When asked to relate the results of the Constitutional Convention of 1789 to a citizen as he left Independence Hall, Benjamin Franklin is reported to have replied, “A Republic, if you can keep it.” As the annual Conservative Political Action Conference ended last weekend, one might reply similarly to an observer that the future of the GOP is bright, if we can keep it.
In 1975, Ronald Reagan, not yet one of conservatives’ most beloved presidents, sat down with Reason magazine for an interview about his thoughts on the future direction of the GOP. “The basis of conservatism is a desire for less government interference or less centralized authority or more individual freedom,” Reagan told Reason, “and this is a pretty general description also of what libertarianism is.” Reagan’s words were not meant as a specific defense of libertarianism, but rather as a call to Republicans to keep the door open for libertarian-learning conservatives in the fight against the common enemy -- Big Government.
Reagan’s words have proved prophetic time and again in the years since his presidency ended on January 20, 1988; most recently last weekend as Kentucky U.S. Sen. Rand Paul handedly won the annual CPAC presidential straw poll, considered an early barometer for the sentiments of the Republican grassroots in the next presidential campaign cycle. Paul received 31 percent of the CPAC vote, with Texas Sen. Ted Cruz -- another staunch foe of Big Brother -- in second place with 11 percent. To the chagrin of Establishment Republicans like Sens. Lindsay Graham and John McCain, it appears what they deride as the “wacko birds” have come home to roost in the GOP, and it couldn’t come quick enough.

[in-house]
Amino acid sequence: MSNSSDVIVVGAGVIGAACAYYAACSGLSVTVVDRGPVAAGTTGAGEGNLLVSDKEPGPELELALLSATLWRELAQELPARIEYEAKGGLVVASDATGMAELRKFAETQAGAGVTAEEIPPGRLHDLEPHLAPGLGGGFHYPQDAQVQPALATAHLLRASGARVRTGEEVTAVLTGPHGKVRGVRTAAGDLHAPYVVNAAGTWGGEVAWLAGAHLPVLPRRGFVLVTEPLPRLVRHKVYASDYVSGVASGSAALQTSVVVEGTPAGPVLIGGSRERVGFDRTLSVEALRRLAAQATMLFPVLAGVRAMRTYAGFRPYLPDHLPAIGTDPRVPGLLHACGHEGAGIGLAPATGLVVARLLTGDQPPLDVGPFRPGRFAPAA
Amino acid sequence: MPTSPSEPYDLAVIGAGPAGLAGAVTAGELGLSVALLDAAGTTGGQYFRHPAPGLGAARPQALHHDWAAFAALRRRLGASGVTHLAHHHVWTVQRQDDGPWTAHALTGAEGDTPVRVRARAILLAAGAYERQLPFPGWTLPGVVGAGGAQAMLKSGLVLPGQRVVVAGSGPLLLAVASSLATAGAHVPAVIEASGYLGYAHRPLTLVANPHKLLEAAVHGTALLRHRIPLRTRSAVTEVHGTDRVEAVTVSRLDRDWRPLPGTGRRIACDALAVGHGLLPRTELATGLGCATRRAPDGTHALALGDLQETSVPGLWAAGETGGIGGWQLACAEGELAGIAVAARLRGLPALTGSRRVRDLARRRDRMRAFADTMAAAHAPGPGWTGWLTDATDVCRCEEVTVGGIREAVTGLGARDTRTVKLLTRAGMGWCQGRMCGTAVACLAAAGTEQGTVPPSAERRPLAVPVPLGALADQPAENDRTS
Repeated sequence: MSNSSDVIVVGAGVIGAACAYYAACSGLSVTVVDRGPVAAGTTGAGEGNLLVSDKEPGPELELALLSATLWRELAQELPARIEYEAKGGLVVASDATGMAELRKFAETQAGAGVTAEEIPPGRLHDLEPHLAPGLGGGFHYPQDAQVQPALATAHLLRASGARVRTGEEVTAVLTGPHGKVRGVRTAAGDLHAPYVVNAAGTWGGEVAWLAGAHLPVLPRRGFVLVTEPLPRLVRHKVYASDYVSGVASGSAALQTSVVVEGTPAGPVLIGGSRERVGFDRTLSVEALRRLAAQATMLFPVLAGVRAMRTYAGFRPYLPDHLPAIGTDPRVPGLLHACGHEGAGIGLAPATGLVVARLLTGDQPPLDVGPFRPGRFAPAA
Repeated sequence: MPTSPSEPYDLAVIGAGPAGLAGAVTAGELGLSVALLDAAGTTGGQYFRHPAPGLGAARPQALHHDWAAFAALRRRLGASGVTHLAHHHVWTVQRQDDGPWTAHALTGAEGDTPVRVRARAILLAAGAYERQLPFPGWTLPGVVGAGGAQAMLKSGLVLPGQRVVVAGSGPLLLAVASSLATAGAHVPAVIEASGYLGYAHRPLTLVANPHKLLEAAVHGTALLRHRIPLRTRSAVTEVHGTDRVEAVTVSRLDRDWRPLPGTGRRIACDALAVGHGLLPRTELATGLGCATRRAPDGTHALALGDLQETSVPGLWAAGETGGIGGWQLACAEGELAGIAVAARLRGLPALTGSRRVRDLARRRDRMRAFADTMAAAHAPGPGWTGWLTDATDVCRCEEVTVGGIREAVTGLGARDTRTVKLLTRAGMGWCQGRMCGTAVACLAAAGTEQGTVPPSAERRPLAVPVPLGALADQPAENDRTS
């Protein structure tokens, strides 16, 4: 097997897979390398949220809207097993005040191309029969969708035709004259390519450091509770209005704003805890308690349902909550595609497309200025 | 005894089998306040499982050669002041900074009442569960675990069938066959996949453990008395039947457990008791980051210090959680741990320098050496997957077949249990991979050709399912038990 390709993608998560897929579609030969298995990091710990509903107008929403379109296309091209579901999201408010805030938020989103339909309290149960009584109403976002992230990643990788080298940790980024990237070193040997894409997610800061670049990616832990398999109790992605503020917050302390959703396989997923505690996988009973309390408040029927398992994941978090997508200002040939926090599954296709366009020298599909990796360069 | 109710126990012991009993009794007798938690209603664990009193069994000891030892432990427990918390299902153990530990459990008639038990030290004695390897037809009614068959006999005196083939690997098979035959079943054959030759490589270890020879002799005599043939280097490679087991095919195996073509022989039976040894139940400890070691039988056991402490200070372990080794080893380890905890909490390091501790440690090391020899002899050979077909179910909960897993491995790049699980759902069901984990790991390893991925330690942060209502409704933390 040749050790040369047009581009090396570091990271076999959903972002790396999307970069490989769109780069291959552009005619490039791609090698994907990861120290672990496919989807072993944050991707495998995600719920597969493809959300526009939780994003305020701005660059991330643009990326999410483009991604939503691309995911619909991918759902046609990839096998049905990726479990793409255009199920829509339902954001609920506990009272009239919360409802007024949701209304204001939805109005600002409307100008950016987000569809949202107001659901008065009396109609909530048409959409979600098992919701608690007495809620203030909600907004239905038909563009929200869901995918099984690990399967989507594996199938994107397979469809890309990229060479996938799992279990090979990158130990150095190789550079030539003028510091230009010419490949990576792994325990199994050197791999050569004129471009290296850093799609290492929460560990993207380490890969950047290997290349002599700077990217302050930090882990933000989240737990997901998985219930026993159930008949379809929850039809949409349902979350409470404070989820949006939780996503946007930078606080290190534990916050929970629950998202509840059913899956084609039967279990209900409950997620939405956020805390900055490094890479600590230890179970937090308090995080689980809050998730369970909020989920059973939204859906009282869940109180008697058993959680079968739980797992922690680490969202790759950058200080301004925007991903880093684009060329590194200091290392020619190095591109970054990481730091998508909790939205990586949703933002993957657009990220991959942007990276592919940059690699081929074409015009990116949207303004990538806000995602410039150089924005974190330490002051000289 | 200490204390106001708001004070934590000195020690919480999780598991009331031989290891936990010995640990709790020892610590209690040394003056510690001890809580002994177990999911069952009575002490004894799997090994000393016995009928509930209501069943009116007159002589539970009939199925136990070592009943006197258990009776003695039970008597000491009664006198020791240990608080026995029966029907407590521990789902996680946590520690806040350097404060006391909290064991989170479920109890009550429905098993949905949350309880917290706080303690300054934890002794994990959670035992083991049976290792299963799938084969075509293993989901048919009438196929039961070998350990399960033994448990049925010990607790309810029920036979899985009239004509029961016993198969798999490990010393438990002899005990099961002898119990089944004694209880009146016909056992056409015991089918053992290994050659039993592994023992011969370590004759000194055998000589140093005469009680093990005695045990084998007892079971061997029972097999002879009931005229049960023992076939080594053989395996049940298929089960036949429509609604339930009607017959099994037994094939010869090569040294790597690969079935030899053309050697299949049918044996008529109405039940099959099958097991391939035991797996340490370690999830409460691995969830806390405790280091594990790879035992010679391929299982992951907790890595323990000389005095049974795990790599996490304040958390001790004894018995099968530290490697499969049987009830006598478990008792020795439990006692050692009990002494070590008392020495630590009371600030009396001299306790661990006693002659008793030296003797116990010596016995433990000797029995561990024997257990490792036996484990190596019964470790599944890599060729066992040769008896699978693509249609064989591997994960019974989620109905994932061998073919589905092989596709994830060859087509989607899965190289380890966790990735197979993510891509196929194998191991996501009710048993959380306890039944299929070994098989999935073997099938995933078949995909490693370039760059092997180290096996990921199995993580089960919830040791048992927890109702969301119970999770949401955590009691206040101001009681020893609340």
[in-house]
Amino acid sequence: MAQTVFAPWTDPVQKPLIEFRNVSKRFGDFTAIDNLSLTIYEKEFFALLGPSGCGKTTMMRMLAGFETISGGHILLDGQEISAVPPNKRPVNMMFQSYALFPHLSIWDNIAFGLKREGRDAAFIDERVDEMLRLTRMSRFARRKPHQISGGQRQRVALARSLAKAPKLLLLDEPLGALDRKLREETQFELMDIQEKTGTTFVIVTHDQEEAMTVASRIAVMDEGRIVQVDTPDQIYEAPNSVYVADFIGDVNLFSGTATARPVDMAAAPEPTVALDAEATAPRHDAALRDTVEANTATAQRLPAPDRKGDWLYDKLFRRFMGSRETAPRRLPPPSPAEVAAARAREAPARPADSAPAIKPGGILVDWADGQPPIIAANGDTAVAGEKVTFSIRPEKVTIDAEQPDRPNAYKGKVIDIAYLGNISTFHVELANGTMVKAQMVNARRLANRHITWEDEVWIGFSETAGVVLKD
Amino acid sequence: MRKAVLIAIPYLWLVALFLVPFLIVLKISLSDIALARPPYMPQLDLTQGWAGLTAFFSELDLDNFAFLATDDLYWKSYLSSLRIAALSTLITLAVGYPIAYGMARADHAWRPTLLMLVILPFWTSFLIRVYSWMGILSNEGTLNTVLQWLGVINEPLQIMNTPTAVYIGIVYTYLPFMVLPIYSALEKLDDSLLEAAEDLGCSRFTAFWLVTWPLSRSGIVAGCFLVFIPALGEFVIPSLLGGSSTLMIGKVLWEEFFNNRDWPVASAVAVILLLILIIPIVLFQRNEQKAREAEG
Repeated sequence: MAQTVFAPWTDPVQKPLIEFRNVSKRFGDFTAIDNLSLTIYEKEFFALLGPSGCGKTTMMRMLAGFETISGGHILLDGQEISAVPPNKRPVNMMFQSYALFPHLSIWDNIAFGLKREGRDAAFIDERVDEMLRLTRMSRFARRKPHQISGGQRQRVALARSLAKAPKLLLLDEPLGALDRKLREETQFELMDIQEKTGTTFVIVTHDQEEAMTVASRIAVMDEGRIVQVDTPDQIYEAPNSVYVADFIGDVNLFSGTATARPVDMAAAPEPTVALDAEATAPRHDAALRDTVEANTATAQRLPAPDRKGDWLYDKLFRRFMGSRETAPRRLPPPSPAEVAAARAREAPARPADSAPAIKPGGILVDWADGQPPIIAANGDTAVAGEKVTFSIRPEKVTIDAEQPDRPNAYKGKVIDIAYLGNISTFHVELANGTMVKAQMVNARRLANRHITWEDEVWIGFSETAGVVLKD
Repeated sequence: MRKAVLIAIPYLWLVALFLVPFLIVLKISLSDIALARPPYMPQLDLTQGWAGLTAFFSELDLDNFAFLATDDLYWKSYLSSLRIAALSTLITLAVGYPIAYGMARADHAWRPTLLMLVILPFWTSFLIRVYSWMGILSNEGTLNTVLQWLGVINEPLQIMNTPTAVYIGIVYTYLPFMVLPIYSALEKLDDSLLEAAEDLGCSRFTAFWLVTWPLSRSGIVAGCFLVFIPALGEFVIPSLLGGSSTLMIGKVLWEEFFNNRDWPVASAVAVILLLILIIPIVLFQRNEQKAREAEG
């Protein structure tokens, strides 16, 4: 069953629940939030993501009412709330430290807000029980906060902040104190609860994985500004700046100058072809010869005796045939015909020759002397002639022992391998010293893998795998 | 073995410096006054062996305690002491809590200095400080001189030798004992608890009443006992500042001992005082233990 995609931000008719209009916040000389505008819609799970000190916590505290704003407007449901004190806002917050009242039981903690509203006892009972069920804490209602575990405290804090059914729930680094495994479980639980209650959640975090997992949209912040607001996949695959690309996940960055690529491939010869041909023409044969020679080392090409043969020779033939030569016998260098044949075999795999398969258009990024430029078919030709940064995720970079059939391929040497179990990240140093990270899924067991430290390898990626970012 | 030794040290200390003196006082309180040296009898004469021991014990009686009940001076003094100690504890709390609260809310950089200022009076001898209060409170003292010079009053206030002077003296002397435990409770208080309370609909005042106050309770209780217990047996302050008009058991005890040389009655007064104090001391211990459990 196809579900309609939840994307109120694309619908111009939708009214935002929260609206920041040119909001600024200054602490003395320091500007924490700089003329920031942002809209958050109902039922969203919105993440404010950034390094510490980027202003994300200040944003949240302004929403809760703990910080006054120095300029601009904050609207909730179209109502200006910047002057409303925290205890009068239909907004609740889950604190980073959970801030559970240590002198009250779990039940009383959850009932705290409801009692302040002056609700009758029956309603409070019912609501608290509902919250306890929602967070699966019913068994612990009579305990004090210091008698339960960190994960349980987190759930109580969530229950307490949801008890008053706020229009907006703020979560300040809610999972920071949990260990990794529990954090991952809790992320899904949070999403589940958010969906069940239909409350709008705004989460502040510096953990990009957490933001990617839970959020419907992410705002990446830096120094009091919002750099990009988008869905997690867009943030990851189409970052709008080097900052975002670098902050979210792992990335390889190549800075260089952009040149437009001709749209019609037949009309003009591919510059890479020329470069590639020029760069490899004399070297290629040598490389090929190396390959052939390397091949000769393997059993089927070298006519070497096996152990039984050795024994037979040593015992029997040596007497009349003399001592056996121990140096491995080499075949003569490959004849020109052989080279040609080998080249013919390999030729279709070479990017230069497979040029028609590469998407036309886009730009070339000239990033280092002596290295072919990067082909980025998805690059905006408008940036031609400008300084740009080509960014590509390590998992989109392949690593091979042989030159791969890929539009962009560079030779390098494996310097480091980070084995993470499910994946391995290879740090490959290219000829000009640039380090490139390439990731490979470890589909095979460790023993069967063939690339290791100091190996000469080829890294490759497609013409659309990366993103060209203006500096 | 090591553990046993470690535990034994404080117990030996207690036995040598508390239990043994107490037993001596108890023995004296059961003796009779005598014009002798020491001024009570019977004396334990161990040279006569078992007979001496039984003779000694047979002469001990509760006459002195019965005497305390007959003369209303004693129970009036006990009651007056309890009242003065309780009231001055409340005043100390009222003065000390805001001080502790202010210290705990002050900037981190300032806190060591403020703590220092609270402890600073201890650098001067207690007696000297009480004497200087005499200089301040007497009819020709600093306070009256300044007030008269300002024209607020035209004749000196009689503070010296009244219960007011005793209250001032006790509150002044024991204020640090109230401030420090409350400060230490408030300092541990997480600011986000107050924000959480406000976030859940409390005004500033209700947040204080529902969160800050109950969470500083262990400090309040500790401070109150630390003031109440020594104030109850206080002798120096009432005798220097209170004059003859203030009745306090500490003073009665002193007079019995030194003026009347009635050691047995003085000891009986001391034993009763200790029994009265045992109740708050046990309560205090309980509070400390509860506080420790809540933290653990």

For close to three decades, true conservative voters have been vastly underrepresented in the GOP. Republican primaries, especially those prior to the rise of the Tea Party, largely centered on debate between Big Government Republicans, and Slightly-Less-Big Government Republicans. Were it not for the rise of the Tea Party movement and Ron Paul’s 2008 presidential bid, it is doubtful the “Constitution” would be the buzzword it is today. Instead, we likely still would be mired in an endless-loop debate about enhanced national security powers, modified federal education policies, and slightly fewer pork projects than advocated by the Democrats.
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